Employees who always need to be ‘right’

Employees who always need to be right

Employees who always need to be ‘right’

Employees who have a need to be ‘always right’, can be challenging to lead. They make mistakes, they frustrate us and they cause conflict within our work teams.

Employees who always need to be ‘right’

Let's look at our team member Steve.

Steve has low self-esteem, but he hides this by being pretty loud with his opinions. He is considered a ‘know-it-all’ by his work colleagues. 

We can pinpoint the start of his behaviours to when his father would praise his grades at school, but be critical of Steve whenever his grades dropped.

“You got three A’s and one C on your report card. Why did you get the C? You need to try harder.”

Steve’s constant need for approval is time consuming and emotionally draining for his manager.

Steve has proven to be difficult to train, because he doesn’t want to seem weak by asking questions or letting his manager know when he doesn’t understand something. He makes mistakes, because he doesn’t listen and is not open to learning.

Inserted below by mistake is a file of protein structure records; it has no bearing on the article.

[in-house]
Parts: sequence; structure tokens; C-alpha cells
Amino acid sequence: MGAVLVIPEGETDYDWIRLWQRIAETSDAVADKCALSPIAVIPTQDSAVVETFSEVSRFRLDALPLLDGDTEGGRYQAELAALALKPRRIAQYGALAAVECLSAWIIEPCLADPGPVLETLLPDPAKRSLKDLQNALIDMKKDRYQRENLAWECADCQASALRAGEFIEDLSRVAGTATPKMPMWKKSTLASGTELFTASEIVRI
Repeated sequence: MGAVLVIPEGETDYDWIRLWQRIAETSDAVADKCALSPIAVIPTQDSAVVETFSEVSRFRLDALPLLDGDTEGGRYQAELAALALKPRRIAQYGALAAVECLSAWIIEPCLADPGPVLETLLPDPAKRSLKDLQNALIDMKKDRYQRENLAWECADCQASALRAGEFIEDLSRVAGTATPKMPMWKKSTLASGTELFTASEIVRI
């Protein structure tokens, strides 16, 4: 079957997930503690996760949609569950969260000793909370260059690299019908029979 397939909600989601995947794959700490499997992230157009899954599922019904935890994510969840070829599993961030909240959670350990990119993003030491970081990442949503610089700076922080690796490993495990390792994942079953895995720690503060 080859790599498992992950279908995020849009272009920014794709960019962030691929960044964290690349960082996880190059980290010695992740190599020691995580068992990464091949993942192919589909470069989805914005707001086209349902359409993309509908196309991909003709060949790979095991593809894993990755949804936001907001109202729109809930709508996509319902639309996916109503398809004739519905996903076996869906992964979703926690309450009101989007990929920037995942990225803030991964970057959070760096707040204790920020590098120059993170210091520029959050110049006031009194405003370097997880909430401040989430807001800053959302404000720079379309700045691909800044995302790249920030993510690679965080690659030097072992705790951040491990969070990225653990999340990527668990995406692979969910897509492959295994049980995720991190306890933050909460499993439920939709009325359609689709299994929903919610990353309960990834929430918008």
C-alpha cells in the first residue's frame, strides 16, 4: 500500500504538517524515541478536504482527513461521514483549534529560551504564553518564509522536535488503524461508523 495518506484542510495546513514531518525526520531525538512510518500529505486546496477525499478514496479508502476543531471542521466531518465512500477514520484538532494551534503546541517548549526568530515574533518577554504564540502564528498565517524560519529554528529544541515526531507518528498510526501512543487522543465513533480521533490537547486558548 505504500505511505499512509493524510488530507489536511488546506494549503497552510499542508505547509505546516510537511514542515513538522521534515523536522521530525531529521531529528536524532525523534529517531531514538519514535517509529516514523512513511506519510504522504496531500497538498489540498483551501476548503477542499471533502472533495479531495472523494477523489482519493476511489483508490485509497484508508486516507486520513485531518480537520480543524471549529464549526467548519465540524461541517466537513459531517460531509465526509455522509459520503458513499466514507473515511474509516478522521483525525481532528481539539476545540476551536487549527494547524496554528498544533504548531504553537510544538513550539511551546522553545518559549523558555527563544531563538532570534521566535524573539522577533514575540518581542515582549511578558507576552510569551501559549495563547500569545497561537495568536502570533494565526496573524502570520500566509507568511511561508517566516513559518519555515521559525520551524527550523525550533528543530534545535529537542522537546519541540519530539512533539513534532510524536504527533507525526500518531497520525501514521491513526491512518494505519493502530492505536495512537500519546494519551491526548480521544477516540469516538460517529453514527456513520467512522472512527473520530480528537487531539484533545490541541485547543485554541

Steve causes conflict within the team because he constantly needs to prove himself right and prove others wrong.

Providing feedback to Steve can be problematic. He takes any negative feedback as a personal attack. He can become highly triggered and will not hear the rest of the conversation once he’s been provided with seemingly negative feedback, because his sole focus is on the emotions attached to the perceived criticism.

Example of Steve’s behaviour

An issue has arisen because Steve has not followed a process. When you point out the error and the impact of his actions, Steve becomes loud and aggressive. 

"Your process is a stupid way of doing things, so I’m not doing it! Everyone else thinks it’s stupid too"

TIPS for responding

What really was going on with Steve?

Steve didn’t know how to do the job correctly and this is why he made a mistake. He was highly embarrassed to get it wrong and he lashed out when he felt he was going to be in trouble.

Managing challenging behaviours of the know it all

How to avoid similar occurrences in the future

Try sandwiching negative feedback between positive feedback. This won’t always work with a person who has a need to always be right, but it is a good method to try.

Having quality policies and procedures in place, plus effective employee training is an important step in managing people who must always be ‘right’.

You can avoid a lack of understanding by having expectations and procedures clearly defined during onboarding and by regular training activities.

If Steve still refuses to follow the procedures, you can use these tools to assist with the performance management process.

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